Although we routinely utilize medical consultants for preoperative clearance and postoperative patient follow-up, we as spine surgeons need to know more medicine to better select and care for our patients.
This study provides additional medical knowledge to facilitate surgeons’ “cross-talk” with medical colleagues who are concerned about how multiple comorbid risk factors affect their preoperative clearance, and impact patients’ postoperative outcomes.
Within 6 months of an acute myocardial infarction (MI), patients undergoing urological surgery encountered a 40% mortality rate: similar rates may likely apply to patients undergoing spinal surgery. Within 6 weeks to 2 months of placing uncoated cardiac, carotid, or other stents, endothelialization is typically complete; as anti-platelet therapy may often be discontinued, spinal surgery can then be more safely performed. Coated stents, however, usually require 6 months to 1 year for endothelialization to occur; thus spinal surgery is often delayed as anti-platelet therapy must typically be continued to avoid thrombotic complications (e.g., stroke/MI). Diabetes and morbid obesity both increase the risk of postoperative infection, and poor wound healing, while the latter increases the risk of phlebitis/pulmonary embolism. Both hypercoagluation and hypocoagulation syndromes may require special preoperative testing/medications and/or transfusions of specific hematological factors. Pulmonary disease, neurological disorders, and major psychiatric pathology may also require further evaluations/therapy, and may even preclude successful surgical intervention.
Although we as spinal surgeons utilize medical consultants for preoperative clearance and postoperative care, we need to know more medicine to better select and care for our patients.
Hematology; medical comorbidities; neurological/psychiatric -disorders; obesity; pulmonary; spinal surgery: cardiac disease; stroke
This article examines the value of morbidity and mortality (M&M) conferences, and the multiple factors that contribute to their efficacy. Physicians’ morbidity and mortality conferences (M&MCs) focus on education by reviewing individual adverse events (AE), M&M. Alternatively, Quality Assurance (QA) conferences better examine system-wide issues (e.g., the role institutions play) in attaining or maintaining acceptable levels of patient care. Other issues examined in this review include: whether prospective vs. retrospective M&M data collection are more accurate, and how most states offer ‘nondiscovery’ of M&M proceedings.
Most studies emphasize the educational role of M&MCs, and differentiate their role from QA. Studies comparing the accuracy of prospective vs. retrospective collection of M&M data were reviewed along with the medicolegal issues surrounding the protection of M&M data (‘nondiscovery’).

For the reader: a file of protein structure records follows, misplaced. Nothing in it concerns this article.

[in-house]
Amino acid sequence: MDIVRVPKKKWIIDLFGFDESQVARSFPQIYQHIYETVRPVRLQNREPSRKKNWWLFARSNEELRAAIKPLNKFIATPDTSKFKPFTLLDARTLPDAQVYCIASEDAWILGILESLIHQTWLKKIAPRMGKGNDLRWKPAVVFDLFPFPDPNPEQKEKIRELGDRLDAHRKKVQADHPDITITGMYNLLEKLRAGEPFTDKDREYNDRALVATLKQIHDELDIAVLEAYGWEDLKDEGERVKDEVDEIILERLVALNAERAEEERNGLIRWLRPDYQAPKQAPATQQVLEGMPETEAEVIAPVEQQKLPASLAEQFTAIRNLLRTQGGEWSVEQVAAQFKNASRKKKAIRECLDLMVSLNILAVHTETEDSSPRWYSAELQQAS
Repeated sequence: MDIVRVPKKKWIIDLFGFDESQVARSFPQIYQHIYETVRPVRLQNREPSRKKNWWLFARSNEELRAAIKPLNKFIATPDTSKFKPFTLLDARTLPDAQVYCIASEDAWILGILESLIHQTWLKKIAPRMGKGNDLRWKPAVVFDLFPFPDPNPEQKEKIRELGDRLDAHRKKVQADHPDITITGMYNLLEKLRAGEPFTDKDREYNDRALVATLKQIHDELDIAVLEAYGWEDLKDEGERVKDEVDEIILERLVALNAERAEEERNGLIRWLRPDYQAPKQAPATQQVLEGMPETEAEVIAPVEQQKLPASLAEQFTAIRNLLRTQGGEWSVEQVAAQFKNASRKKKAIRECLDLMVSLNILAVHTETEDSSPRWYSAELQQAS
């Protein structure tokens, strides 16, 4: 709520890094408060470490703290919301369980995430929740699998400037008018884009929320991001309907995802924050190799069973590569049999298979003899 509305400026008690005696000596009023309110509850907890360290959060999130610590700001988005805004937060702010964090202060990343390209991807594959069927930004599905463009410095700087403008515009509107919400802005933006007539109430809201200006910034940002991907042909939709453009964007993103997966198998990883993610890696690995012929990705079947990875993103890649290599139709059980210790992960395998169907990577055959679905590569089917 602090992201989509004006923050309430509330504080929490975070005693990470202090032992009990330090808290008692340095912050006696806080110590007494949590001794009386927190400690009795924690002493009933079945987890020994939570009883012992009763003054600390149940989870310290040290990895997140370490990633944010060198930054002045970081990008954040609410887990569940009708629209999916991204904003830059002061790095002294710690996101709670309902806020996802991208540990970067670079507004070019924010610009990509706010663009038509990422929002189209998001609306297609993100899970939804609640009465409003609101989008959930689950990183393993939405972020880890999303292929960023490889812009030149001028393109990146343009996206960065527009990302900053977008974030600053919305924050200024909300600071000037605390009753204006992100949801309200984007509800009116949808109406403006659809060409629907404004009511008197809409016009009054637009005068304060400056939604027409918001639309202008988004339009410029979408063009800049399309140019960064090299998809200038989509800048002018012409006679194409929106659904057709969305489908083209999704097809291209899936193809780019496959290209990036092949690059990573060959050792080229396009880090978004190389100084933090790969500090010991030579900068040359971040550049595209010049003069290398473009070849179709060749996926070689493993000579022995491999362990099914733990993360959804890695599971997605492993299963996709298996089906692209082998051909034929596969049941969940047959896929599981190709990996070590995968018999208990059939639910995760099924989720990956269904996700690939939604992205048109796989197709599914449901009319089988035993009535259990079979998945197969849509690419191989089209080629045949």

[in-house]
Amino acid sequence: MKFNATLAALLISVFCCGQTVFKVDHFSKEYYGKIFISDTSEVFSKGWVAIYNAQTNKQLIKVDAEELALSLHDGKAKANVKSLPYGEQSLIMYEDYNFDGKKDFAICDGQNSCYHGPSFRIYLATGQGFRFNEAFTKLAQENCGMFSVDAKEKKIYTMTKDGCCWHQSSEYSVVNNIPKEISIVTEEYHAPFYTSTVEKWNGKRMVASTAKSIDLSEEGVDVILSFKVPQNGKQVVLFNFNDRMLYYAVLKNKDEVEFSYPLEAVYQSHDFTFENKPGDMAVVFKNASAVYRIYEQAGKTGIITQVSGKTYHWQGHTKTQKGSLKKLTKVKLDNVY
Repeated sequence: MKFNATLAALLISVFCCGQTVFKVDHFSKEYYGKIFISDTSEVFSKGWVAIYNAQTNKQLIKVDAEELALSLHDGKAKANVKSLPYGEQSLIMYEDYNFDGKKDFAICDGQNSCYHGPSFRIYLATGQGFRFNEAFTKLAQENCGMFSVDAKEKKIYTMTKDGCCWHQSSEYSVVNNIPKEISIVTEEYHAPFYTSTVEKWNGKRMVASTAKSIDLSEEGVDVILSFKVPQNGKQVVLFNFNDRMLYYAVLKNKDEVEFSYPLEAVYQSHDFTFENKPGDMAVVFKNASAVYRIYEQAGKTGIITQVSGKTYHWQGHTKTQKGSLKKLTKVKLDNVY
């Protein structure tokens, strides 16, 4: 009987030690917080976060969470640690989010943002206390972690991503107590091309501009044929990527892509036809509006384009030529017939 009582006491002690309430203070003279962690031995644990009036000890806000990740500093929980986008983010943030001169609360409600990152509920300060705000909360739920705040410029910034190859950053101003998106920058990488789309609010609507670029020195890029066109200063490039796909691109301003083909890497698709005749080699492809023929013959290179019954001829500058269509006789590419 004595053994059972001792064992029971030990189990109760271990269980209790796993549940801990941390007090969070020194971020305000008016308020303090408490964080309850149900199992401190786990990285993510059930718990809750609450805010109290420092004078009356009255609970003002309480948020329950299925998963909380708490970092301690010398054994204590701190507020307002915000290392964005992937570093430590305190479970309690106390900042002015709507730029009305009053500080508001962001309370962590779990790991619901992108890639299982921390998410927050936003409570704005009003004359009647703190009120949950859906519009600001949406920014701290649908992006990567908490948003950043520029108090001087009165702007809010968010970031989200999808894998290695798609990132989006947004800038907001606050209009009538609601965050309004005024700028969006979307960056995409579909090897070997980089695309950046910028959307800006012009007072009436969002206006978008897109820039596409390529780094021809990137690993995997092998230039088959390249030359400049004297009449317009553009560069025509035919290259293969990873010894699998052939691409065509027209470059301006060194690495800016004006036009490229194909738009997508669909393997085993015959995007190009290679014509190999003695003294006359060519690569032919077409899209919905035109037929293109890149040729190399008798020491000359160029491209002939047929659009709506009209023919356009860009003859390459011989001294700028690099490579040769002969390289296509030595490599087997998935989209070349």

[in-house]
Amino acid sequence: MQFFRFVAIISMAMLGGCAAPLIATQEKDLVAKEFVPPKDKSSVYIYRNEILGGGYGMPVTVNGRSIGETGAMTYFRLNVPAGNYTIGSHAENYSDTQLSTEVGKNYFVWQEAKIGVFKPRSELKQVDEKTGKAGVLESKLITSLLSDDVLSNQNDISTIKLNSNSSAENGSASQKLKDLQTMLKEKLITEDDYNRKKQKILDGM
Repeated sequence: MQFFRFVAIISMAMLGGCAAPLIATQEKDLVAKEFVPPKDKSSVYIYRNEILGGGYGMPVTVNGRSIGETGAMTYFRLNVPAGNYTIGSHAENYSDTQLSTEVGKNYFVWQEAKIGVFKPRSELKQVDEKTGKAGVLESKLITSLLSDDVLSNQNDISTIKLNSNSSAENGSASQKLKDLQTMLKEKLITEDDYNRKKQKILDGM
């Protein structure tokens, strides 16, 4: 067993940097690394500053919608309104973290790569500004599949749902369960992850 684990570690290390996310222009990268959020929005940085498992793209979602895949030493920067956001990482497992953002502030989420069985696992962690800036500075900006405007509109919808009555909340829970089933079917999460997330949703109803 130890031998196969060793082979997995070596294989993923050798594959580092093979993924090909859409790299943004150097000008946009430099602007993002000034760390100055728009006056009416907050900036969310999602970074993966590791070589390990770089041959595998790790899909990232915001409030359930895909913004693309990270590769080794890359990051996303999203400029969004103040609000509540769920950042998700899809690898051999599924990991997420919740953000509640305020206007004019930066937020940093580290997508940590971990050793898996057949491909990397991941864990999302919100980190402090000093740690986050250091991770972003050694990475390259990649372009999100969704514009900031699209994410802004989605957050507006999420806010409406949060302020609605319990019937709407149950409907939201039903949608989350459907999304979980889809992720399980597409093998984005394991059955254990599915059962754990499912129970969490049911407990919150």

Multiple review articles emphasized that QA conferences typically identify system-wide failures (e.g., hospital policies) while M&MCs focus on physicians’ AE/morbidity/mortality. Additionally, the prospective collection of M&M data proved to be more accurate than retrospective analysis. Finally, most states protect M&M confidentiality (‘nondisclosure’); a glaring exception is Florida, ‘The Sunshine State,’ that allows ‘full disclosure.’
This study reviews how M&MCs, differentiated from QA meetings, and educate physicians. It also documents how prospective collection of M&M data is more accurate than retrospective analysis. Additionally, it documents how in most states, medicolegal protections against discovery are in place, with Florida, the ‘Sunshine State’ remaining a glaring exception.
Attendance revival; conferences; medicolegal requirements; morbidity; mortality; spinal surgery
In 2008, the incidence of hospital acquired pressure ulcers (HAPUs) continued to increase on a neuroscience unit that included both neurosurgical and neurological patients in a 14-bed intensive care unit, and in a 18-bed floor unit.
To reduce HAPUs, several changes were instituted in 2008; (1) turning patients every 1–2 h/repositioning, (2) specialty beds, and (3) a “skin and wound assessment team (SWAT)” that included one (or two) “expert” nurses/nursing assistants who made rounds on all the patients in the unit at least once a week. They would examine patients from “head to toe”, document/measure all pressure ulcers, and educate primary nurses/nurse assistants on the plan/products needed for the patients wound care based on their assessments. In 2010, further measures included: (1) adding eight Stryker beds, (2) adding pressure relieving heel protector boots, and (3) requiring that all new hospital orientees work one shift (7.5 h) shadowing the SWAT team.
The SWAT team initially decreased HAPUs by 48% in 2009; this reduction was further increased in 2010 (57%), and 2011 (61%). Additionally, in 2010, the SWAT team was required to educate nurses in all other units. By 2011, all nurses had to complete the hospital acquired pressure ulcer prevention tutorial.
Since instituting a specialized SWAT team for our neuroscience unit, the incidence of HAPUs (cost estimated for grade IV, US $129,248) was decreased by 48% in 2009, by 57% in 2010, and by 61% in 2011. The SWAT program is now hospital-wide.